Why is it Peruvian? Maybe because purple potatoes are from Peru or maybe because I love alliteration. Either way, this soup made me feel like I was somewhere exotic, or at least anywhere besides my torn up corduroy couch in front of the TV. This is the kind of soup you can only really make after visiting a farmers market because although it’s super simple, regular supermarkets just don’t carry the ingredients. But I suggested some substitutes if you would like to try it.
I get big eyes at the Union Square Farmers market and tend to lug home more than I can use in a week, so because they stay fresh, tubers and squash are good (albeit heavy) choices for me. Last week I bought these gorgeous “purple beauty” potatoes. When I sliced them open I expected the color to be a little faded, but they were a vibrant Prince purple. The kind of purple you want to paint your room on a Saturday evening when you’re 15 and have no Cure concert to go to.
I also came into some Delfino cilantro. It’s a little different than the common parsley-looking cilantro, it looks sort of like dill, with thin stubby leaves. The taste was a bit different, too – more lemon-y and stronger. Pick some up if you can find it, but use regular cilantro for this recipe if you can’t.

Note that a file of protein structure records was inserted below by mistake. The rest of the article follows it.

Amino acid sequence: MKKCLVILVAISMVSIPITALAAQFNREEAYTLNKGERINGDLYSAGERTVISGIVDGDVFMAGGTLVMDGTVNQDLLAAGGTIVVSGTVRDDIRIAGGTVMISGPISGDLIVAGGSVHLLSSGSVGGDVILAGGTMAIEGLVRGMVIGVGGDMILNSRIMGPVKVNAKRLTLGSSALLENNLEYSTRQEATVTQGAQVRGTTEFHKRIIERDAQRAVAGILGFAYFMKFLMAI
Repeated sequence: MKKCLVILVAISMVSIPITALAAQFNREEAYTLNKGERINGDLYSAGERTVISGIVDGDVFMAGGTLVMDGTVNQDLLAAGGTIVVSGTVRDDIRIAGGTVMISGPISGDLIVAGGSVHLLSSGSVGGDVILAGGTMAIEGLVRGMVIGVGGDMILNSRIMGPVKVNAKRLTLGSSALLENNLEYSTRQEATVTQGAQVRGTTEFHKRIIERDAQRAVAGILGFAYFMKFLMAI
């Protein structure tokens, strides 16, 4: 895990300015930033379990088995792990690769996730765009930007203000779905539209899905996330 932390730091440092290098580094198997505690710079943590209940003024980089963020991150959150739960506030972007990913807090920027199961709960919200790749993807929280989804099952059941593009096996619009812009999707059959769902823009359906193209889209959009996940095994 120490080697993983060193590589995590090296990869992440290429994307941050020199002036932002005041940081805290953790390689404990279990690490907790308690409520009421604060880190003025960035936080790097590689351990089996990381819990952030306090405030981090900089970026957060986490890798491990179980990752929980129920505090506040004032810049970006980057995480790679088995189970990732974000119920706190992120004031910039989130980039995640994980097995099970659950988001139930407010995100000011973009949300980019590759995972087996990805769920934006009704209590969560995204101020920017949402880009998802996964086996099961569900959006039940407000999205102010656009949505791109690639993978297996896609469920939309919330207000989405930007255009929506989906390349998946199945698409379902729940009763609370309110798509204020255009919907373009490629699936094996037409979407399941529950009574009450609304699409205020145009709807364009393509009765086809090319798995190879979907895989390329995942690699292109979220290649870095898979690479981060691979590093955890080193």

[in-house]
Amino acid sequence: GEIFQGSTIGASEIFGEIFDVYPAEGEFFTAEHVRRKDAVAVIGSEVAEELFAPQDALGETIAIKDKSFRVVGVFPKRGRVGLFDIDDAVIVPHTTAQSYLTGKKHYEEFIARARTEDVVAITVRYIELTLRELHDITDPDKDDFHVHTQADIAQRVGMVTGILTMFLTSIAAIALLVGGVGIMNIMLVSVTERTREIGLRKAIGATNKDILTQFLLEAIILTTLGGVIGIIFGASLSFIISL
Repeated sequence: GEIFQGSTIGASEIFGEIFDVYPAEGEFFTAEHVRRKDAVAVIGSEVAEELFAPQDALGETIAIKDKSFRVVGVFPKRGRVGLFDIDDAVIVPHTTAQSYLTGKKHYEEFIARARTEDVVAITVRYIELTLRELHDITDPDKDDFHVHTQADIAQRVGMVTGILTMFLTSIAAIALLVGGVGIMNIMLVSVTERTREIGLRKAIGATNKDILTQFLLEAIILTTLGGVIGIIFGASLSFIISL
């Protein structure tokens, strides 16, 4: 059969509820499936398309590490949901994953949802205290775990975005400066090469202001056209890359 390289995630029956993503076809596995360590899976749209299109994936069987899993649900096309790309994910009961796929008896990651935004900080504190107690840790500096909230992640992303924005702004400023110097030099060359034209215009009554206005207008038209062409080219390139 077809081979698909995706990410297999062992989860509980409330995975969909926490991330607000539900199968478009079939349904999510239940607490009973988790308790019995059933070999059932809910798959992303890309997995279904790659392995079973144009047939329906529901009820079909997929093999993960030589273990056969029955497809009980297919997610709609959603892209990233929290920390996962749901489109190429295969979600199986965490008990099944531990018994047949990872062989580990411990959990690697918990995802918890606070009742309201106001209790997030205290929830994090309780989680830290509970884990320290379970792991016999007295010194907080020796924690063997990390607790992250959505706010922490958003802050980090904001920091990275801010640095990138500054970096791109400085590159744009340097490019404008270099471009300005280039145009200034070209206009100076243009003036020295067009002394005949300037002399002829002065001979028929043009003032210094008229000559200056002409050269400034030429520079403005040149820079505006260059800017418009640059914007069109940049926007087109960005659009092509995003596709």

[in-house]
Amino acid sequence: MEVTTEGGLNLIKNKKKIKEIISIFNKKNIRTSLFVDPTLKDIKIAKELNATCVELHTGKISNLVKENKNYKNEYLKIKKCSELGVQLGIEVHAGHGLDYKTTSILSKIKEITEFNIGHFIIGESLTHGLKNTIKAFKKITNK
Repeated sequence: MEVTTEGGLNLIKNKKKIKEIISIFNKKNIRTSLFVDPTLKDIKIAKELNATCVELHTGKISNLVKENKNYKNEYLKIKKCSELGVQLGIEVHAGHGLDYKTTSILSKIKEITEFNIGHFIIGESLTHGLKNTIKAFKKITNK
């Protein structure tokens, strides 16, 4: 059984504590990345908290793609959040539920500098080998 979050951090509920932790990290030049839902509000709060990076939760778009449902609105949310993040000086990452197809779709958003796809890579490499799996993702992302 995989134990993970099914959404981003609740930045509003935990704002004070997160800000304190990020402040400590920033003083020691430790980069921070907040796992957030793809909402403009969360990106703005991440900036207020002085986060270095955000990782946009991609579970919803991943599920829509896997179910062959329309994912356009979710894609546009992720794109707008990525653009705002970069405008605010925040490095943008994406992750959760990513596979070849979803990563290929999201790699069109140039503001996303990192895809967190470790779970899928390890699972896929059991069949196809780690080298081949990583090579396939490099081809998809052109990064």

The last hard to find ingredient was Czech black chili peppers. They were mild and fruity and absolutely gorgeous, but I think that jalapenos would be a fine substitute.
After boiling the potatoes the color did fade just a tad, so I cheated and grated in some beet. Unless you’re a food photographer that probably isn’t exactly necessary.
Peruvian Purple Potato Soup
2 tablespoons olive oil
1 medium yellow onion, finely chopped
6 czech black peppers, seeded and thinly sliced
2 bay leaves
3 cloves garlic, minced
4 cups water
2 pounds purple potatoes, peeled and cut into 3/4 inch chunks
1/2 teaspoon salt (plus more to taste)
1/4 cup Delfino cilantro, chopped
Juice 1/2 a lime, or to taste
Optional: a little grated beet for color
Preheat soup pot over medium heat. Saute the onions, chilies and bay leaves for about 7 minutes, until softened. Add garlic and saute 3 minute more.
Add potatoes, water and salt. Cover and bring the heat up to boil. Once boiling, lower heat a bit to a slow simmer and cook until potatoes are tender – usually 15 to 18 minutes.
Use an immersion blender to puree half the soup, or transfer half of the soup to a blender or food processor and puree. Be sure to let the steam escape in between pulses so that the steam doesn’t build up and explode all over you. But get an immersion blender, it is so worth it. Return pureed soup to pot and mix.
Add cilantro and lime and taste for salt. Grate a little bit of beet in, using a microplane grater if you’ve got one. I used maybe a tablespoon, maybe a little less. Let sit for at least 5 minutes for the flavors to blend. Serve!